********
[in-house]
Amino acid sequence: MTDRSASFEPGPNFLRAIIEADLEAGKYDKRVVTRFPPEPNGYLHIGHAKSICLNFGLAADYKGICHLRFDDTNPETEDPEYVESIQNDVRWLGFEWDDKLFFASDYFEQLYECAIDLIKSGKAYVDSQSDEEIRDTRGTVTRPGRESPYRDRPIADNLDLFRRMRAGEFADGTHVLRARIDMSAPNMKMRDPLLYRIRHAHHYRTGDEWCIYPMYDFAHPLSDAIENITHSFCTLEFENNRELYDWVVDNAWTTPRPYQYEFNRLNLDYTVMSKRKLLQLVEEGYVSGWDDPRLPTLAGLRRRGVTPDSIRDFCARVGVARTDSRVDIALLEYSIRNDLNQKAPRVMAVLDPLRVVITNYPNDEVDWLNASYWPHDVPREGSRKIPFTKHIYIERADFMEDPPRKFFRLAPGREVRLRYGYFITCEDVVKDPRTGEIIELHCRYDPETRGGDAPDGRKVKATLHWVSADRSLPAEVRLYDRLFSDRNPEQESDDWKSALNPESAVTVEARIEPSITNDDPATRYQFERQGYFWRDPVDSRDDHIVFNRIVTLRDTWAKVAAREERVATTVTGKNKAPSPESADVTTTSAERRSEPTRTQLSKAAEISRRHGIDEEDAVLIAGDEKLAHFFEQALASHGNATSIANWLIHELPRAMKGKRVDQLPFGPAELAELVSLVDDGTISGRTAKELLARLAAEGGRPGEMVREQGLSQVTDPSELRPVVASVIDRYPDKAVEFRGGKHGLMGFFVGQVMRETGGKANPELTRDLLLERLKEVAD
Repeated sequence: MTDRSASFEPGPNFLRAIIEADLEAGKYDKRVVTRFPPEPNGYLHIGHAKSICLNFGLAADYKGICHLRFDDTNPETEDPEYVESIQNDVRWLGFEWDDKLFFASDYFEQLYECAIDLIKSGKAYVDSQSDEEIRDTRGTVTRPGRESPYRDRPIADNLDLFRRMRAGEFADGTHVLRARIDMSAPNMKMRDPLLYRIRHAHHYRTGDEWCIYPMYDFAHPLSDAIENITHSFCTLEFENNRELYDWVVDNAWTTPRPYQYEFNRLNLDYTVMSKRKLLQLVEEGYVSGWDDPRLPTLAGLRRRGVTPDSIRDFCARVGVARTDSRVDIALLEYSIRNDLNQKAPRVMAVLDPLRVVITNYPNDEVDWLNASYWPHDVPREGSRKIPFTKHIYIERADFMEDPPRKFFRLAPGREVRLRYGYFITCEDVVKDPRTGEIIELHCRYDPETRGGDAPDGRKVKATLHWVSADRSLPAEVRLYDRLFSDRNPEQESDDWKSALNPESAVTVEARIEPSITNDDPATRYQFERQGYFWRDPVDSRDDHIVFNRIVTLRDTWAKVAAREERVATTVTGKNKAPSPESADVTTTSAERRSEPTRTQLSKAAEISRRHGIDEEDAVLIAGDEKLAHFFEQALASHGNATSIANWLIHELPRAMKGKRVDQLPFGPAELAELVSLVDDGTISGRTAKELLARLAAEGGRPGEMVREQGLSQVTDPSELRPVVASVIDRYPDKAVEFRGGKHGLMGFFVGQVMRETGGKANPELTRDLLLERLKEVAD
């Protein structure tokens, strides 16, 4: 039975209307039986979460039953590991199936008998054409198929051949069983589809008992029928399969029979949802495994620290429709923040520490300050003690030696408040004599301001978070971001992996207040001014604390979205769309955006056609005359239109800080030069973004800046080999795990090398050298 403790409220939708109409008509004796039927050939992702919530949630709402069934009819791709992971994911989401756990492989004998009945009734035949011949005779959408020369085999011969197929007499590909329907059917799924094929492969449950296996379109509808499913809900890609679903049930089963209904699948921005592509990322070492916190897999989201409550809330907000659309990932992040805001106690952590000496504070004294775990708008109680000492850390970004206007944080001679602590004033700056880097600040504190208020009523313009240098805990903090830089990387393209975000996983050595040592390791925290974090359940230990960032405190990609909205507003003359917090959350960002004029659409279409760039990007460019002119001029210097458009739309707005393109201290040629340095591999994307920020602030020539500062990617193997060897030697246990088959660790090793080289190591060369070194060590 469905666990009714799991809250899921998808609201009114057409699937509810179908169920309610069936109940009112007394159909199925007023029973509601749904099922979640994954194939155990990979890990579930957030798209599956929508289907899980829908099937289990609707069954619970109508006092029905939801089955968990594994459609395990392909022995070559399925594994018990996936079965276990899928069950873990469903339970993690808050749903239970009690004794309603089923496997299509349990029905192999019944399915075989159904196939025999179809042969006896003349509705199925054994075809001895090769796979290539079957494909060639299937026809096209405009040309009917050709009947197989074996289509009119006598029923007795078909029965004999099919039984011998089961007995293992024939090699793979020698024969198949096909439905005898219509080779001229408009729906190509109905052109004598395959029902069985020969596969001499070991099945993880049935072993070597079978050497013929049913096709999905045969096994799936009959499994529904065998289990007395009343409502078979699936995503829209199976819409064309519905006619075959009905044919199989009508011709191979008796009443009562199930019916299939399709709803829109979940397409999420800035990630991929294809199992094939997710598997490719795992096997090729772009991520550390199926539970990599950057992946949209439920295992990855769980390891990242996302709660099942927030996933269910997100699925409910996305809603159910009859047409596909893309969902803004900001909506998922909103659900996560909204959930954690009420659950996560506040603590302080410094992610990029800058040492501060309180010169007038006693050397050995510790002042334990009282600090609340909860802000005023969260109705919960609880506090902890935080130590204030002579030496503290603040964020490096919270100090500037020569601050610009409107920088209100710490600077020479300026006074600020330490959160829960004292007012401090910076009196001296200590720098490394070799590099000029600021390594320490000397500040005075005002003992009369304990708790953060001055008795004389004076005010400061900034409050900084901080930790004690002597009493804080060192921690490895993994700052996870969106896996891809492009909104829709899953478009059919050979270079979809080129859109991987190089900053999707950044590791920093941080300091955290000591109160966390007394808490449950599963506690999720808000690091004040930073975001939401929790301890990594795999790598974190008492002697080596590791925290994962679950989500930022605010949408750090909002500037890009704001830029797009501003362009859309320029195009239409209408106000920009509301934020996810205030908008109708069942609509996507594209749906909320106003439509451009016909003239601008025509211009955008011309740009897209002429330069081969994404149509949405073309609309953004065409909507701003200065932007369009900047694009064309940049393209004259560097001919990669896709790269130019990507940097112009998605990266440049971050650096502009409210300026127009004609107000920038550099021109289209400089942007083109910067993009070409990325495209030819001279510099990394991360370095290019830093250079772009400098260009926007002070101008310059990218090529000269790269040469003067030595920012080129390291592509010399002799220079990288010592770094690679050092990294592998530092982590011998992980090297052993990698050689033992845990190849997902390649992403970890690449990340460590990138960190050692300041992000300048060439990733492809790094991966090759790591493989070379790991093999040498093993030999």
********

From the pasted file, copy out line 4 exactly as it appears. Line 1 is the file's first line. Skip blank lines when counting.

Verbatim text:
């Protein structure tokens, strides 16, 4: 039975209307039986979460039953590991199936008998054409198929051949069983589809008992029928399969029979949802495994620290429709923040520490300050003690030696408040004599301001978070971001992996207040001014604390979205769309955006056609005359239109800080030069973004800046080999795990090398050298 403790409220939708109409008509004796039927050939992702919530949630709402069934009819791709992971994911989401756990492989004998009945009734035949011949005779959408020369085999011969197929007499590909329907059917799924094929492969449950296996379109509808499913809900890609679903049930089963209904699948921005592509990322070492916190897999989201409550809330907000659309990932992040805001106690952590000496504070004294775990708008109680000492850390970004206007944080001679602590004033700056880097600040504190208020009523313009240098805990903090830089990387393209975000996983050595040592390791925290974090359940230990960032405190990609909205507003003359917090959350960002004029659409279409760039990007460019002119001029210097458009739309707005393109201290040629340095591999994307920020602030020539500062990617193997060897030697246990088959660790090793080289190591060369070194060590 469905666990009714799991809250899921998808609201009114057409699937509810179908169920309610069936109940009112007394159909199925007023029973509601749904099922979640994954194939155990990979890990579930957030798209599956929508289907899980829908099937289990609707069954619970109508006092029905939801089955968990594994459609395990392909022995070559399925594994018990996936079965276990899928069950873990469903339970993690808050749903239970009690004794309603089923496997299509349990029905192999019944399915075989159904196939025999179809042969006896003349509705199925054994075809001895090769796979290539079957494909060639299937026809096209405009040309009917050709009947197989074996289509009119006598029923007795078909029965004999099919039984011998089961007995293992024939090699793979020698024969198949096909439905005898219509080779001229408009729906190509109905052109004598395959029902069985020969596969001499070991099945993880049935072993070597079978050497013929049913096709999905045969096994799936009959499994529904065998289990007395009343409502078979699936995503829209199976819409064309519905006619075959009905044919199989009508011709191979008796009443009562199930019916299939399709709803829109979940397409999420800035990630991929294809199992094939997710598997490719795992096997090729772009991520550390199926539970990599950057992946949209439920295992990855769980390891990242996302709660099942927030996933269910997100699925409910996305809603159910009859047409596909893309969902803004900001909506998922909103659900996560909204959930954690009420659950996560506040603590302080410094992610990029800058040492501060309180010169007038006693050397050995510790002042334990009282600090609340909860802000005023969260109705919960609880506090902890935080130590204030002579030496503290603040964020490096919270100090500037020569601050610009409107920088209100710490600077020479300026006074600020330490959160829960004292007012401090910076009196001296200590720098490394070799590099000029600021390594320490000397500040005075005002003992009369304990708790953060001055008795004389004076005010400061900034409050900084901080930790004690002597009493804080060192921690490895993994700052996870969106896996891809492009909104829709899953478009059919050979270079979809080129859109991987190089900053999707950044590791920093941080300091955290000591109160966390007394808490449950599963506690999720808000690091004040930073975001939401929790301890990594795999790598974190008492002697080596590791925290994962679950989500930022605010949408750090909002500037890009704001830029797009501003362009859309320029195009239409209408106000920009509301934020996810205030908008109708069942609509996507594209749906909320106003439509451009016909003239601008025509211009955008011309740009897209002429330069081969994404149509949405073309609309953004065409909507701003200065932007369009900047694009064309940049393209004259560097001919990669896709790269130019990507940097112009998605990266440049971050650096502009409210300026127009004609107000920038550099021109289209400089942007083109910067993009070409990325495209030819001279510099990394991360370095290019830093250079772009400098260009926007002070101008310059990218090529000269790269040469003067030595920012080129390291592509010399002799220079990288010592770094690679050092990294592998530092982590011998992980090297052993990698050689033992845990190849997902390649992403970890690449990340460590990138960190050692300041992000300048060439990733492809790094991966090759790591493989070379790991093999040498093993030999």